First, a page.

Is The World According to Jeff Goldblum “the smartest, most interesting original show” on Disney+? Maybe…

13 Jan 2020

The World According to Jeff Goldblum is more than its surface charm. Every episode follows a structure that is over 400 years old.

The World According to Jeff Goldblum
Disney+’s The World According to Jeff Goldblum has a deceptively simple premise: Jeff Goldblum discusses commonplace things or ideas for thirty minutes. At first blush, the series succeeds on Goldblum's ineffable charm - his halting speech and eccentric mannerisms - but the show is smarter than you think.

There are nine episodes of The World According to Jeff Goldblum available on Disney+, with new episodes dropping every Friday. Their titles are as germane as their subjects: “Coffee,” “Denim,” “Ice Cream,” “Sneakers.” Each episode features Goldblum interviewing aficionados of each subject, discussing his personal connection to each, and even asking questions like, “Is there some sort of mystery to this delicious food [ice cream]?” What might not be as clear as his explorations of these everyday items is that the show uses a form that is over 400 years old.

The World According to Jeff Goldblum episodes are essays. But not essays like the ones written in high school or college composition; those were thesis-driven papers, and to prove a thesis isn't the point of a true essay. The word “essay” comes from the old French verb “essai,” which means “trial,” or “to test,” “to explore.” So the early essay was the physical manifestation of the writer exploring, testing, trying, considering, doubling back, and reconsidering. It came to no certain conclusion and sought to prove no explicit thesis. It was, in the words of Virginia Tech English professor Dr. Paul Heilker, “the act of moving around and through a subject we want to better understand.” 

Michel de Montaigne (1533-1592) was the first real essayist. His essays have similar titles similar to those highlighted in the everyday stuff on The World According to Jeff Goldblum: “Of Names,” “Of Smells,” “Of Drunkenness,” even “Of Thumbs.” Lines like “When I play with my cat, how do I know that she is not playing with me rather than I with her?” characterize Montaigne’s reflections on the everyday.

In his descriptions of essays as a genre, Aldous Huxley identifies the essay’s three poles: the personal/autobiographical, the objective/factual, and the abstract/universal. For Huxley, “The most richly satisfying essays are those which make the best […] of all the three worlds in which it is possible for the essay to exist. Freely, effortlessly, thought and feeling move […] between the essay’s three poles—from the personal to the universal, from the abstract back to the concrete, from the objective datum to the inner experience.”  The key is that the essay is about movement.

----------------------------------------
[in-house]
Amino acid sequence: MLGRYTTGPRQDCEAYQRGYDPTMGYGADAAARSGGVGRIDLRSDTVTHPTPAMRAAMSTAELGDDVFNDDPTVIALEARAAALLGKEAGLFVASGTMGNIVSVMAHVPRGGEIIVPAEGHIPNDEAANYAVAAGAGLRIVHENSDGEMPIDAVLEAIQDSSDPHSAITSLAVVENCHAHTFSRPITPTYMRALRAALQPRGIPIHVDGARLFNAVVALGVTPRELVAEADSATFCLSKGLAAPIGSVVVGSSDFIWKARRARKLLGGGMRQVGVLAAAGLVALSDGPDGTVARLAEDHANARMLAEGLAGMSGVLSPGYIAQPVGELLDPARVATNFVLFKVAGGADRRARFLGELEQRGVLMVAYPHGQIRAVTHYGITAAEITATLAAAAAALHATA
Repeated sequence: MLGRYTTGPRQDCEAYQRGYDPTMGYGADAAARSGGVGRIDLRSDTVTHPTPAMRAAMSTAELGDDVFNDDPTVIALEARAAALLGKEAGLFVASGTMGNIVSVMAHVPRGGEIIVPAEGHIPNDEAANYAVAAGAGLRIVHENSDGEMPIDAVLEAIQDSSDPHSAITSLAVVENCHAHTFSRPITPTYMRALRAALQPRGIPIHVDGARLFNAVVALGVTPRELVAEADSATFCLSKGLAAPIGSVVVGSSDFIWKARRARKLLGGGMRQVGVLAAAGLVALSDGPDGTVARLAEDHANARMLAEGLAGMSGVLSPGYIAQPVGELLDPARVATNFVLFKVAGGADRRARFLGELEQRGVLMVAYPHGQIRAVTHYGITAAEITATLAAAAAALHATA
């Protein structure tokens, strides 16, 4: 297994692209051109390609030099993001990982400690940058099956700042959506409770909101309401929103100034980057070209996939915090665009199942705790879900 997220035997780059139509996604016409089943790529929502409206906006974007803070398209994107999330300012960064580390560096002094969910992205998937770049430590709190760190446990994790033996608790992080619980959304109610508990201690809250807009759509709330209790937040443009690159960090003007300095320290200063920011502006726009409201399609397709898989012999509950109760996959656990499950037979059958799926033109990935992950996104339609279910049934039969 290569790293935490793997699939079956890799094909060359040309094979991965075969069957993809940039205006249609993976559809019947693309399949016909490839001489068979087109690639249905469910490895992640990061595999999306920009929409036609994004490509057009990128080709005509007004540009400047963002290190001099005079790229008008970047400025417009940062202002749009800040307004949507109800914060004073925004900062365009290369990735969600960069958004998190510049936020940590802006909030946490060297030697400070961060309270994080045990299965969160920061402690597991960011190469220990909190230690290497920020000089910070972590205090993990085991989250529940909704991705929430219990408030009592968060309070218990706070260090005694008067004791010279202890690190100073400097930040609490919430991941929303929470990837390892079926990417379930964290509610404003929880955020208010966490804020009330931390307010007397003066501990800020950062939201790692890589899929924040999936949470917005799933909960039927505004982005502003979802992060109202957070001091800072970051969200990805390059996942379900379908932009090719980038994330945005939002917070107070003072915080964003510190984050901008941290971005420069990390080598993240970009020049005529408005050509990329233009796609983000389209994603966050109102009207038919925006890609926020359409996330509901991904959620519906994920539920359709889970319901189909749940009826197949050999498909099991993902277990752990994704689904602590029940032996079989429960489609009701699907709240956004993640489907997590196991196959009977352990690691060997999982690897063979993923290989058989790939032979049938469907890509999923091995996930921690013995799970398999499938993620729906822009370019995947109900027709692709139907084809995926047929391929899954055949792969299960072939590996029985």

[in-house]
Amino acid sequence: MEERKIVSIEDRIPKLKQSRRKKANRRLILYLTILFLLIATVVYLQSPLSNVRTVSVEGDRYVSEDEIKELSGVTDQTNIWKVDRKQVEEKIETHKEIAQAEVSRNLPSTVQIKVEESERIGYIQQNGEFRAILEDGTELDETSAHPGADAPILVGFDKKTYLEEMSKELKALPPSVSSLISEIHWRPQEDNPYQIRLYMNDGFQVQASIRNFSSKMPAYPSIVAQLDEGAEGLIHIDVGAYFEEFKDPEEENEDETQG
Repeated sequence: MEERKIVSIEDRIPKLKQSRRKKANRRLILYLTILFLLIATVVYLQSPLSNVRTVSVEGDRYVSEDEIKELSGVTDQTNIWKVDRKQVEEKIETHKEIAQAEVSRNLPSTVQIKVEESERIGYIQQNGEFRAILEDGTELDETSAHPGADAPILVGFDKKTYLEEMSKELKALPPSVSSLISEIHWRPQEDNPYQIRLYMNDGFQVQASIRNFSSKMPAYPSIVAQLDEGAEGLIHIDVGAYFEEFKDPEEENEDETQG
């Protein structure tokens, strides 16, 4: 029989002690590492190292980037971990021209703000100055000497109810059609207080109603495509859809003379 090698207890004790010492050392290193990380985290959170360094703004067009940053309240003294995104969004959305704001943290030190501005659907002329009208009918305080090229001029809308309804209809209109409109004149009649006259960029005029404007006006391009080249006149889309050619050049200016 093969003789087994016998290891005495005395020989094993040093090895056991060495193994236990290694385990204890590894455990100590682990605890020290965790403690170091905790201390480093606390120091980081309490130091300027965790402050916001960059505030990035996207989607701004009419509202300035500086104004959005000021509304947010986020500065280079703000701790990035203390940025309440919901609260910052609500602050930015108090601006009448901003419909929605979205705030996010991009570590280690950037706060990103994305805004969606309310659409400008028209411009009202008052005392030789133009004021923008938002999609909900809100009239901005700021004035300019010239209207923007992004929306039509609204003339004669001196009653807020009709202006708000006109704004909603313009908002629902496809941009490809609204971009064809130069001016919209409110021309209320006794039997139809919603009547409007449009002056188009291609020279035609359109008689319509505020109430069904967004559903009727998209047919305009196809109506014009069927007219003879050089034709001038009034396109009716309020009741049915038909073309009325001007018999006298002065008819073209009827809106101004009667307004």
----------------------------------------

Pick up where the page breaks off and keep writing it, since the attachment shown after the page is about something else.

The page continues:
And The World According to Jeff Goldblum moves hilariously. For example, in “RVs” Goldblum is in the personal/autobiographical pole when he discusses all the things that happened to him in RVs: backstage dramas, alarming phone calls, falling in love. And yet he has never gone on a vacation in an RV, telling us about childhood trips to Atlantic City rather than going camping. He shifts to the objective/factual pole when he takes us to the RV capital of the world, Elkhart, IN, where we learn “80% of all the RVs are manufactured within a fifty-mile radius” and that the first RV was pulled by a Model T in 1913. Finally, he moves to the abstract/universal pole when he muses that many RVs are made by the Amish who have “taken a road less traveled, and they have made a vehicle for people who take a road less traveled.” Likewise, the reflection that RVs are about freedom speculates on the philosophy of the mundane. He says, “It’s the human experience to go on a journey. Hey, maybe that’s the power of the RV.” Moving “freely, effortlessly” through all three poles makes Jeff Goldblum an essayist in the tradition of a 400-year-old French philosopher.

On Disney+, The Mandalorian rightfully gets most of the hype, but the smartest, most interesting original show on the service is The World According to Jeff Goldblum. Whereas explainer shows like Adam Ruins Everything and Mythbusters prove specific claims, Goldblum shows us that exploration, movement, and essaying unfold a world that is more interesting and complex than we ever thought.

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